Ill resist the common album review practice of providing a short history of the band over a few needless paragraphs.  You know the score, half of Barat’s musical past comes from the ramshackle madness of The Libertines, whilst his other half is more of a polished chart chasing indie pop affair. Either of these variations would actually have been perfectly fine with me, but therein lies the problem, ‘Romance at short notice’ is neither here nor there.

 

It starts promisingly enough on track one ‘Buzzards & Crows’, where a slightly disturbing Circus type chime runs through the verse before Carlos spunkily churns out the chorus.  Its not long though before it all goes a bit Pete Tong.  Track two ‘Hippy’s son’ has Carl spitting out his lyrics with a tad too much venom, which comes off as a wee bit cringey.  The ‘Hush Hush My Love’ chorus slightly redeems the track, although it feels oddly placed within this rough arsed, dog eared track.  Meanwhile efforts such as ‘Plastic Hearts’ & ‘Come Closer’ are pleasant enough but anyone who remembers ‘From Waterloo to anywhere’ will be begging for ‘Deadwood’ or ‘You fuckin love it’.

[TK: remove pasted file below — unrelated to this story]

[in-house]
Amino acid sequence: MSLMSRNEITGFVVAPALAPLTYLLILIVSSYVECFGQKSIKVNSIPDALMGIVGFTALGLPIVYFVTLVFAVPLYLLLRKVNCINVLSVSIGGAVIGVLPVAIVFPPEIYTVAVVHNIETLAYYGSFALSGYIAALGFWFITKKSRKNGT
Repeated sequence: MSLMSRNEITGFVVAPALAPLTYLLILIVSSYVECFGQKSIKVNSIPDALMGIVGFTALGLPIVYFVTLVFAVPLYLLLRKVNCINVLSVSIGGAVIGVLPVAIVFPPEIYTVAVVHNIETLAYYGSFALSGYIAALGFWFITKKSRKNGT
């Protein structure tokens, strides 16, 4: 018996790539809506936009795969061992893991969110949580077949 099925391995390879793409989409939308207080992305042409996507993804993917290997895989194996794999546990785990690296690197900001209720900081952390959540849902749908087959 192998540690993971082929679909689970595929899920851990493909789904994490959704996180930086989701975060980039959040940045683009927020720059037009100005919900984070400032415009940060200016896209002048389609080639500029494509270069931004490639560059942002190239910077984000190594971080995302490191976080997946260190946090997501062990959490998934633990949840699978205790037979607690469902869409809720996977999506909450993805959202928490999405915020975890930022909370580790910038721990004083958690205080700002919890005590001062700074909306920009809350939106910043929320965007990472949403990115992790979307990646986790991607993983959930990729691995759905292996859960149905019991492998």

The second half of the album starts to resemble something you could get your teeth into, where ‘Kicks or consumption’ & ‘Best face’ hammer out a decent tempo and all of a sudden things don’t seem quite so grim. It cant last of course and the Buzzcocks b-side standard of ‘Chinese Dogs’ is enough to reduce this listener back to the head in hands position.

 

On tracks like ‘Faultlines’ with its annoyingly familiar ‘Ohh la la la la la la’ I cant escape a dogged feeling of déjà vu of how the Lib’s had done it all before, but better.  Worse still, is ‘Tired of England’, where the band attempt to stick up for dear old Blighty in the face of criticism.  Despite its positive sentiments I found myself longing for ‘Downing Street Kindling’ by Larrikin Love, a track basically stating how shite England is, but at least it had a bit of a spring about its cockney urchin step, which is more than can be said for this tiresome track.  Although the line ‘The Queen Of England sits on her thrown of bingo cards and chicken bones’ is enough to raise a smile, albeit a rather confused one.

 

When this album at its best its average, when at its lowest its dire.  Overall making for an LP that’s probably worth a Butchers Look but essentially as bland as Meg Whites pasty white face (sorry Meg).

 

On the above mentioned worst track (and new single!?!) ‘Tired of England’ Mr B sings about the ‘Blues, the Greys, the Green, the Brown’ well quite, and that describes this album pretty nicely really.  Some more of The Yellows, the Oranges and maybe even a few Polka Dots for next album ay lads?

 

Rich Melvin